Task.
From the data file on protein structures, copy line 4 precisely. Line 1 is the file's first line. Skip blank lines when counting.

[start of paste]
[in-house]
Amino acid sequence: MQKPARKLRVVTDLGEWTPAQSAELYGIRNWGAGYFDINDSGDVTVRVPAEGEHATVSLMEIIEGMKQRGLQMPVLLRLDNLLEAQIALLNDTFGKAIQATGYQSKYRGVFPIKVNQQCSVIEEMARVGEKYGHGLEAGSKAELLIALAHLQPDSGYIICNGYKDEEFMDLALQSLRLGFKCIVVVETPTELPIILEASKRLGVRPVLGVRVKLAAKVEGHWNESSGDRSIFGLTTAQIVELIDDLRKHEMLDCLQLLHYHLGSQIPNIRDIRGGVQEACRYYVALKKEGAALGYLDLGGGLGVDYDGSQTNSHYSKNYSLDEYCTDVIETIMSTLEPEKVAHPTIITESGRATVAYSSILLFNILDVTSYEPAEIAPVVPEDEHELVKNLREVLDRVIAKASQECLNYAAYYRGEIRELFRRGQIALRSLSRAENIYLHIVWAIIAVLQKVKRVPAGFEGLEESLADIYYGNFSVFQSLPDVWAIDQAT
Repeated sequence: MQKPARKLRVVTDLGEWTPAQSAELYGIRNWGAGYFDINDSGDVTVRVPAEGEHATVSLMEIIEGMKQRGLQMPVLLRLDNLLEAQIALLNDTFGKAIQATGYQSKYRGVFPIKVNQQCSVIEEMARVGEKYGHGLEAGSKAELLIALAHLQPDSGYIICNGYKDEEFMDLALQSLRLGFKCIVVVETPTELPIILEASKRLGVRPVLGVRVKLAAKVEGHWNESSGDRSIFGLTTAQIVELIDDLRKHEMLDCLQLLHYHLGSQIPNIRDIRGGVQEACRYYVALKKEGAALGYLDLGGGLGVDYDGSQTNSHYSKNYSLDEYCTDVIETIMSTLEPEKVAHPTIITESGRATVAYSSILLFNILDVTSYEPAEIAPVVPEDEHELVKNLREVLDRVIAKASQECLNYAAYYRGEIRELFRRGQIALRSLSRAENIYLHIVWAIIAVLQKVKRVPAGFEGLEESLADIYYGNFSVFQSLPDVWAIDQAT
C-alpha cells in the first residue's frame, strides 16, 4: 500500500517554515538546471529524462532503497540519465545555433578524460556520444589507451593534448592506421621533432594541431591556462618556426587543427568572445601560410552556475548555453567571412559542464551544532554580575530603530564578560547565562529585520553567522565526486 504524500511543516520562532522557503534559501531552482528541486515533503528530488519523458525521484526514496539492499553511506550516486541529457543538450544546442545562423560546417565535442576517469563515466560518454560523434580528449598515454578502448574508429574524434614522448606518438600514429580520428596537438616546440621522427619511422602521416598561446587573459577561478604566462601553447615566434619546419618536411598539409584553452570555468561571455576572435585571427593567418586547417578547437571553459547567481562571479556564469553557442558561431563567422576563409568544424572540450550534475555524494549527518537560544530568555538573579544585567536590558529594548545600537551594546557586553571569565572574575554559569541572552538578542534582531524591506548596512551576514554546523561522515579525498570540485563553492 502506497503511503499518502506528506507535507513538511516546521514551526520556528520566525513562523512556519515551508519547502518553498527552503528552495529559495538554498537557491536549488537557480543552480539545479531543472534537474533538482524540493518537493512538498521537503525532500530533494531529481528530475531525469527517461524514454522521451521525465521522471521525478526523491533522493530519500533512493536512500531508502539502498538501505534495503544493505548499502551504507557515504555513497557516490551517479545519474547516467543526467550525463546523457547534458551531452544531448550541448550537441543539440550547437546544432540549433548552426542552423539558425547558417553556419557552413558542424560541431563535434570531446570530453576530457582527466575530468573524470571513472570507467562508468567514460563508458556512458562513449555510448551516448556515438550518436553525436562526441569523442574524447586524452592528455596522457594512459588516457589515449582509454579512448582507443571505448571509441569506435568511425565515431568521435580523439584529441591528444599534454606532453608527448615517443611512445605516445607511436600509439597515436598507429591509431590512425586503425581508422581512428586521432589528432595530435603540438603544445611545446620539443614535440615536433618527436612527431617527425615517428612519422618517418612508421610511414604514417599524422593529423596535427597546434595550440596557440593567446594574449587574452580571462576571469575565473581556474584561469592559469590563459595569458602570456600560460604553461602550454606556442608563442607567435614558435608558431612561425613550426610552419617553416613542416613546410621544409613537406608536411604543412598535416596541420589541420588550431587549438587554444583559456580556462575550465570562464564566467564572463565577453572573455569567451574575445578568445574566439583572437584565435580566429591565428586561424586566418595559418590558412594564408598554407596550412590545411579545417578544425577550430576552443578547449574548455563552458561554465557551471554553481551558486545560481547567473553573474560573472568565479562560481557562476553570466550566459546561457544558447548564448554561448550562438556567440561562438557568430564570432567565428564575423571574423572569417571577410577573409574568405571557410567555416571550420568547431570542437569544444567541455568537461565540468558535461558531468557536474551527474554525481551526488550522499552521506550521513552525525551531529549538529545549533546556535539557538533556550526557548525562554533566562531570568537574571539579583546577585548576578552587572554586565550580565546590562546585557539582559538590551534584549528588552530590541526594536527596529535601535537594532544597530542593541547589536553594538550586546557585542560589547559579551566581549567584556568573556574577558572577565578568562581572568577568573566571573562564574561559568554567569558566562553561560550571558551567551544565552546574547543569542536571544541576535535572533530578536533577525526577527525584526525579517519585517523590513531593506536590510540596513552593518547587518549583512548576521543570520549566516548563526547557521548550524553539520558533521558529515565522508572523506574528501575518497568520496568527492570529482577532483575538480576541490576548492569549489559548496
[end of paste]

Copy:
C-alpha cells in the first residue's frame, strides 16, 4: 500500500517554515538546471529524462532503497540519465545555433578524460556520444589507451593534448592506421621533432594541431591556462618556426587543427568572445601560410552556475548555453567571412559542464551544532554580575530603530564578560547565562529585520553567522565526486 504524500511543516520562532522557503534559501531552482528541486515533503528530488519523458525521484526514496539492499553511506550516486541529457543538450544546442545562423560546417565535442576517469563515466560518454560523434580528449598515454578502448574508429574524434614522448606518438600514429580520428596537438616546440621522427619511422602521416598561446587573459577561478604566462601553447615566434619546419618536411598539409584553452570555468561571455576572435585571427593567418586547417578547437571553459547567481562571479556564469553557442558561431563567422576563409568544424572540450550534475555524494549527518537560544530568555538573579544585567536590558529594548545600537551594546557586553571569565572574575554559569541572552538578542534582531524591506548596512551576514554546523561522515579525498570540485563553492 502506497503511503499518502506528506507535507513538511516546521514551526520556528520566525513562523512556519515551508519547502518553498527552503528552495529559495538554498537557491536549488537557480543552480539545479531543472534537474533538482524540493518537493512538498521537503525532500530533494531529481528530475531525469527517461524514454522521451521525465521522471521525478526523491533522493530519500533512493536512500531508502539502498538501505534495503544493505548499502551504507557515504555513497557516490551517479545519474547516467543526467550525463546523457547534458551531452544531448550541448550537441543539440550547437546544432540549433548552426542552423539558425547558417553556419557552413558542424560541431563535434570531446570530453576530457582527466575530468573524470571513472570507467562508468567514460563508458556512458562513449555510448551516448556515438550518436553525436562526441569523442574524447586524452592528455596522457594512459588516457589515449582509454579512448582507443571505448571509441569506435568511425565515431568521435580523439584529441591528444599534454606532453608527448615517443611512445605516445607511436600509439597515436598507429591509431590512425586503425581508422581512428586521432589528432595530435603540438603544445611545446620539443614535440615536433618527436612527431617527425615517428612519422618517418612508421610511414604514417599524422593529423596535427597546434595550440596557440593567446594574449587574452580571462576571469575565473581556474584561469592559469590563459595569458602570456600560460604553461602550454606556442608563442607567435614558435608558431612561425613550426610552419617553416613542416613546410621544409613537406608536411604543412598535416596541420589541420588550431587549438587554444583559456580556462575550465570562464564566467564572463565577453572573455569567451574575445578568445574566439583572437584565435580566429591565428586561424586566418595559418590558412594564408598554407596550412590545411579545417578544425577550430576552443578547449574548455563552458561554465557551471554553481551558486545560481547567473553573474560573472568565479562560481557562476553570466550566459546561457544558447548564448554561448550562438556567440561562438557568430564570432567565428564575423571574423572569417571577410577573409574568405571557410567555416571550420568547431570542437569544444567541455568537461565540468558535461558531468557536474551527474554525481551526488550522499552521506550521513552525525551531529549538529545549533546556535539557538533556550526557548525562554533566562531570568537574571539579583546577585548576578552587572554586565550580565546590562546585557539582559538590551534584549528588552530590541526594536527596529535601535537594532544597530542593541547589536553594538550586546557585542560589547559579551566581549567584556568573556574577558572577565578568562581572568577568573566571573562564574561559568554567569558566562553561560550571558551567551544565552546574547543569542536571544541576535535572533530578536533577525526577527525584526525579517519585517523590513531593506536590510540596513552593518547587518549583512548576521543570520549566516548563526547557521548550524553539520558533521558529515565522508572523506574528501575518497568520496568527492570529482577532483575538480576541490576548492569549489559548496